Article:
# Inverse proof

• Sep 26th 2012, 10:37 PM
jzellt
Inverse proof
I'm asked to prove (a1 a2 a3 ... an) ^-1 = (an^-1 ... a1^-1)

Here's my induction proof. Please critique and let me know what needs changed or improved.

Base: n=1: (a1)^-1 = a1^-1 by def of inverse

We will assume that (a1 a2 a3 ... a(n-1)) ^-1 = (a(n-1)^-1 ... a1^-1) and use it to show our original statement.

Now, (a1 a2 a3 ... an) ^-1 = [(a1 a2 a3 ... a(n-1)) (an)] ^-1

= (an)^-1 (a1 a2 a3 ... a(n-1)) ^-1 by def of inverse

= (an)^-1 (a(n-1)^-1 ... a1^-1) by ind. hyp.

= (an^-1 ... a1^-1) as desired. QED

What do you think?
• Sep 27th 2012, 12:24 AM
chiro
Re: Inverse proof
Hey jzellt.

One typical way of this proof is to do the following:

Let x = (a1a2a3...an)^(-1) then

x*x^-1 = e (identity) which implies

(a1a2a3...an)^(-1)*(a1a2a3...an) = e.

Now basically you just post-multiply in the reverse order so as an example if we post-multiply both by (an)^-1 we get

(a1a2a3...an)^(-1)*(a1a2a3...an-1)(an)(an^-1) = e*an^(-1) or
(a1a2a3...an)^(-1)*(a1a2a3...an-1) = an^(-1)

If you do this to remove all the non-inverted terms you get the identity.
• Sep 27th 2012, 12:27 AM
jzellt
Re: Inverse proof
Thanks. But, I guess I failed to mention that I have to use induction
• Sep 27th 2012, 12:28 AM
chiro
Re: Inverse proof
Well instead of using a1,...,an just let a1 represent a1 up to ak and a2 to be ak+1.
• Sep 27th 2012, 03:57 AM
emakarov
Re: Inverse proof
Quote:

Originally Posted by jzellt
Base: n=1: (a1)^-1 = a1^-1 by def of inverse

We will assume that (a1 a2 a3 ... a(n-1)) ^-1 = (a(n-1)^-1 ... a1^-1) and use it to show our original statement.

Now, (a1 a2 a3 ... an) ^-1 = [(a1 a2 a3 ... a(n-1)) (an)] ^-1

= (an)^-1 (a1 a2 a3 ... a(n-1)) ^-1 by def of inverse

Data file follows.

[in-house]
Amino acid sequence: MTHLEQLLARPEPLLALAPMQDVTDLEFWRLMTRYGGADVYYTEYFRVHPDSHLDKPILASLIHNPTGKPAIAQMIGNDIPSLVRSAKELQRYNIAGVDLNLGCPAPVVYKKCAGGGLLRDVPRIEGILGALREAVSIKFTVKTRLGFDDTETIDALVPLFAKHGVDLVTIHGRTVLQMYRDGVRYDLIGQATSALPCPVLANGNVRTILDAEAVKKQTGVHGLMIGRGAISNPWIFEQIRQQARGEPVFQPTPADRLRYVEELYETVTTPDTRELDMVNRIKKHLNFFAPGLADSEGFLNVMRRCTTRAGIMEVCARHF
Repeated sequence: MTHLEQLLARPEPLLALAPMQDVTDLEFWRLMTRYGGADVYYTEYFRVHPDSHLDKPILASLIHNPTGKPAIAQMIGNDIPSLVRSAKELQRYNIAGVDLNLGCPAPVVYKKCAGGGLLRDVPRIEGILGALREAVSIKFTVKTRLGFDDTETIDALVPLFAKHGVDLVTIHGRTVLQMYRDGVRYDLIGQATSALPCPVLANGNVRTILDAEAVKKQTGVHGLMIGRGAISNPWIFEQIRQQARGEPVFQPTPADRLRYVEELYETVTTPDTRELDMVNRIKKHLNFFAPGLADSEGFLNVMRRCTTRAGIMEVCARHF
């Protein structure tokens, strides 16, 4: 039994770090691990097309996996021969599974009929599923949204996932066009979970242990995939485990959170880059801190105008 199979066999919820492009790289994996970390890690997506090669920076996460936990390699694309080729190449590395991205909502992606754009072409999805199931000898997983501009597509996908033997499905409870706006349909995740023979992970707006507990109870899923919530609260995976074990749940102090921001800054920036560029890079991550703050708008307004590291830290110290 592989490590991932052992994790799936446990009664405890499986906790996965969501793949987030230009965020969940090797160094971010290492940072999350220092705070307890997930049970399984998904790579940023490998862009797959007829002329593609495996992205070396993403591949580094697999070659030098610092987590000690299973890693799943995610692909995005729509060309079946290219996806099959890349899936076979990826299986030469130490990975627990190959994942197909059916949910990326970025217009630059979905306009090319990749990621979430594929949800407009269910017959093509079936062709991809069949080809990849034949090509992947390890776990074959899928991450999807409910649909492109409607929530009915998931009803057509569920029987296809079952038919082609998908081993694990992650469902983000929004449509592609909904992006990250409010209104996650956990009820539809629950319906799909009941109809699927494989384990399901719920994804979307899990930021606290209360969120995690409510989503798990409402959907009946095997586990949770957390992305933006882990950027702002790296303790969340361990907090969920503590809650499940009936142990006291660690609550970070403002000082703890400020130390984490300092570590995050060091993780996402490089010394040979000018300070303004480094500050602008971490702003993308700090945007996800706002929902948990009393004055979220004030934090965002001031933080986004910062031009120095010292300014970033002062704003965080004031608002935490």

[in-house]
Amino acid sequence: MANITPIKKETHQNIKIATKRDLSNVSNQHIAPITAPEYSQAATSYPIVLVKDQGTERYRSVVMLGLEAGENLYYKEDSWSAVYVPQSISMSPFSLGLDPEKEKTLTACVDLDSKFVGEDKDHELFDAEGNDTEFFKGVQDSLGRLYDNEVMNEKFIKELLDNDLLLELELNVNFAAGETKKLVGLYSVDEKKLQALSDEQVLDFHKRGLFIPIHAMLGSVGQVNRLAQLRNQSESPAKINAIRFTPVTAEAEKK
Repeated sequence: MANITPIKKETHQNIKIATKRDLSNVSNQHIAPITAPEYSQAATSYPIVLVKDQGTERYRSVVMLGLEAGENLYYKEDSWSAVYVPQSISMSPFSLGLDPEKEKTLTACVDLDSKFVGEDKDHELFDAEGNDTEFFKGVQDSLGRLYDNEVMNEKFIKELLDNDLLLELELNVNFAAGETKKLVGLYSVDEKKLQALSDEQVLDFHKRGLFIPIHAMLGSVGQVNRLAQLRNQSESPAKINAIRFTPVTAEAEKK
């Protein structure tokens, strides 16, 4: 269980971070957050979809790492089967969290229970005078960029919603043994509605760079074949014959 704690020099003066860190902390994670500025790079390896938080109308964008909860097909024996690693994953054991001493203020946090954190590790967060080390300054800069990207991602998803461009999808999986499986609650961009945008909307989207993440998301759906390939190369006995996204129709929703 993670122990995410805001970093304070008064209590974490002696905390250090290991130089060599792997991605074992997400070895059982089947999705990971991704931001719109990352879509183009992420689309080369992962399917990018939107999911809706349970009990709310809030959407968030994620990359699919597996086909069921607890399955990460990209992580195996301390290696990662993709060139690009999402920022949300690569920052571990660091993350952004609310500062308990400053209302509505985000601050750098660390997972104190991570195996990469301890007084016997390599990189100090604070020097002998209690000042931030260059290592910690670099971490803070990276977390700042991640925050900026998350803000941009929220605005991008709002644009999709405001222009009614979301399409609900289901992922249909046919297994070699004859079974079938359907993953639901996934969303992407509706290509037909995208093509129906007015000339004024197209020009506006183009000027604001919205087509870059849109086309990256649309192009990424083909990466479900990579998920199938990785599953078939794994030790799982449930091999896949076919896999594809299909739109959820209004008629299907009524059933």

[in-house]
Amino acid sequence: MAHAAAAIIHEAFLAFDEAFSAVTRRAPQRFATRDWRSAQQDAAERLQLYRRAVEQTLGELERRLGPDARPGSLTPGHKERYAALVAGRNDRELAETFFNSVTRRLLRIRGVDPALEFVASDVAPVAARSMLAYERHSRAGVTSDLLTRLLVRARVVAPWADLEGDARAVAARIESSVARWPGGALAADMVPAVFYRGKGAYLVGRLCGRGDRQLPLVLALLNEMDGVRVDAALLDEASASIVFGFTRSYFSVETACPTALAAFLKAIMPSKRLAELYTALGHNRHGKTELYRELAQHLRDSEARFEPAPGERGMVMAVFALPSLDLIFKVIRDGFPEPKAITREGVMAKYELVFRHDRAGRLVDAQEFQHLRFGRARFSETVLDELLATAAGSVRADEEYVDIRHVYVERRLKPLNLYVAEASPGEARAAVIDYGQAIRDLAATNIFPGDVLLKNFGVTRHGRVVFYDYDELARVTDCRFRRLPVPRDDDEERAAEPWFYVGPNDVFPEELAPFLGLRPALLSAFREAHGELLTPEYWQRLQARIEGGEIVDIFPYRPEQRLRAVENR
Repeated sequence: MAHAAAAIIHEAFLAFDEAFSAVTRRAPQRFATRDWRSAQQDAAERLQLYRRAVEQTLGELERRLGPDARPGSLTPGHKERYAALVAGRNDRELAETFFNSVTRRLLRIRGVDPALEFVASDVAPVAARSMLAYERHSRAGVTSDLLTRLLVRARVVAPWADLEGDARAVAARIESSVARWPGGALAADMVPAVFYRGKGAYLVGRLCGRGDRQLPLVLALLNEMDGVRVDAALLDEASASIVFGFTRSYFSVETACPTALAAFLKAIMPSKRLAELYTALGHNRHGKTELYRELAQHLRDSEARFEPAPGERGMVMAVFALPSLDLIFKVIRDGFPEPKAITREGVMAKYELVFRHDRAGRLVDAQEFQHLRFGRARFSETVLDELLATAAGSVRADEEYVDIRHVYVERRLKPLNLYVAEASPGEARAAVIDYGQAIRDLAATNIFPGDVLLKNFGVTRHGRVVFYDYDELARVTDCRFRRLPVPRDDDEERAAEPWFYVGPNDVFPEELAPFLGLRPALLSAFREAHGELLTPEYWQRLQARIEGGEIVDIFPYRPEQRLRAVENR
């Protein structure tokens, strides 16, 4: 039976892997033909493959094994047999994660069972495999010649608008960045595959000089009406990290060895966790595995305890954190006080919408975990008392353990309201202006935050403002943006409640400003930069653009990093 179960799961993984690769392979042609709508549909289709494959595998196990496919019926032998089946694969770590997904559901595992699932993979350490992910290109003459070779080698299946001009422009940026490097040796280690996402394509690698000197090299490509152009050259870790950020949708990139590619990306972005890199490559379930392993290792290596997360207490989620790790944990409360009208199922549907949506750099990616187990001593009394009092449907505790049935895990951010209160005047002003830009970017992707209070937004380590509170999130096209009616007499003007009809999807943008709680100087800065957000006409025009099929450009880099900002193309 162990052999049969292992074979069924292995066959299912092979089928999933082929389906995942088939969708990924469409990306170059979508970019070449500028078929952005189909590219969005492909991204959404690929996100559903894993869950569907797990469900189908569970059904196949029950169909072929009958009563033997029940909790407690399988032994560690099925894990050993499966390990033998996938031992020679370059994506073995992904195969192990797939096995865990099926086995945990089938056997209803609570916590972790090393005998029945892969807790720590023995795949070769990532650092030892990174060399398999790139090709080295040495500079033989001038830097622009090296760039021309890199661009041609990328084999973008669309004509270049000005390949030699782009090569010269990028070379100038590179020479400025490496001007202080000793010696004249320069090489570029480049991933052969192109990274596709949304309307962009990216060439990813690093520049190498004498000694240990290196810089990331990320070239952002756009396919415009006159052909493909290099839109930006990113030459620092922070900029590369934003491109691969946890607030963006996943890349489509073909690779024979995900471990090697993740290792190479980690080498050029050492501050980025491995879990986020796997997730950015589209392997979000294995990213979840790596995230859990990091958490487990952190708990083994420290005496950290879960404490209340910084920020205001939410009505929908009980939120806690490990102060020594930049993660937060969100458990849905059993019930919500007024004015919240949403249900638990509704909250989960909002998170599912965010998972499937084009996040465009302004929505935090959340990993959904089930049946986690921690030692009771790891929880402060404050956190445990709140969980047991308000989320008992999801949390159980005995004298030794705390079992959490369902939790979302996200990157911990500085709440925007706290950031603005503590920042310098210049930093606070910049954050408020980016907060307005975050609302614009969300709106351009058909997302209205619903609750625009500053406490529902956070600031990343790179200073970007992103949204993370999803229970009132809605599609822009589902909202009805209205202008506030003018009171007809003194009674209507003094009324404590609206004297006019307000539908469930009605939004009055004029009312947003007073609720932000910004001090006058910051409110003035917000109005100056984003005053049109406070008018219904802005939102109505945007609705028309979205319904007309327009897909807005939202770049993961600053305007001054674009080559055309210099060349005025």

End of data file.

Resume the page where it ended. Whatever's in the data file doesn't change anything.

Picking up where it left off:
= (an)^-1 (a(n-1)^-1 ... a1^-1) by ind. hyp.

= (an^-1 ... a1^-1) as desired. QED

First, you should say what a_i's are: real numbers, matrices, elements of a nonabelian group, etc. Also, it may be better to view [(a1 a2 a3 ... a(n-1)) (an)]^-1 = (an)^-1 (a1 a2 a3 ... a(n-1))^-1 as an instance of the theorem for n = 2. Then the induction step for n will use two induction hypotheses: for n - 1 and for 2. Correspondingly, you have to prove the base case for n = 2 in addition to the one for n = 1. Finally, the base case for n = 1 holds by reflexivity of equality. The definition of inverse is not used there, but it is used for n = 2.
• Sep 27th 2012, 05:36 AM
johnsomeone
Re: Inverse proof
Quote:

Originally Posted by jzellt
I'm asked to prove (a1 a2 a3 ... an) ^-1 = (an^-1 ... a1^-1)
...
Base: n=1: (a1)^-1 = a1^-1 by def of inverse
...
Now, (a1 a2 a3 ... an) ^-1 = [(a1 a2 a3 ... a(n-1)) (an)] ^-1
= (an)^-1 (a1 a2 a3 ... a(n-1)) ^-1 by def of inverse
...

Two related comments (I made a mistake in my second comment - you should ignore it):
First and foremost, the statement following your "Now" is true, but it isn't true "by def of inverse". The reason that statement is true is actually the heart of the induction. It's true because:

\$\displaystyle (ab)^{-1} = b^{-1}a^{-1}\$.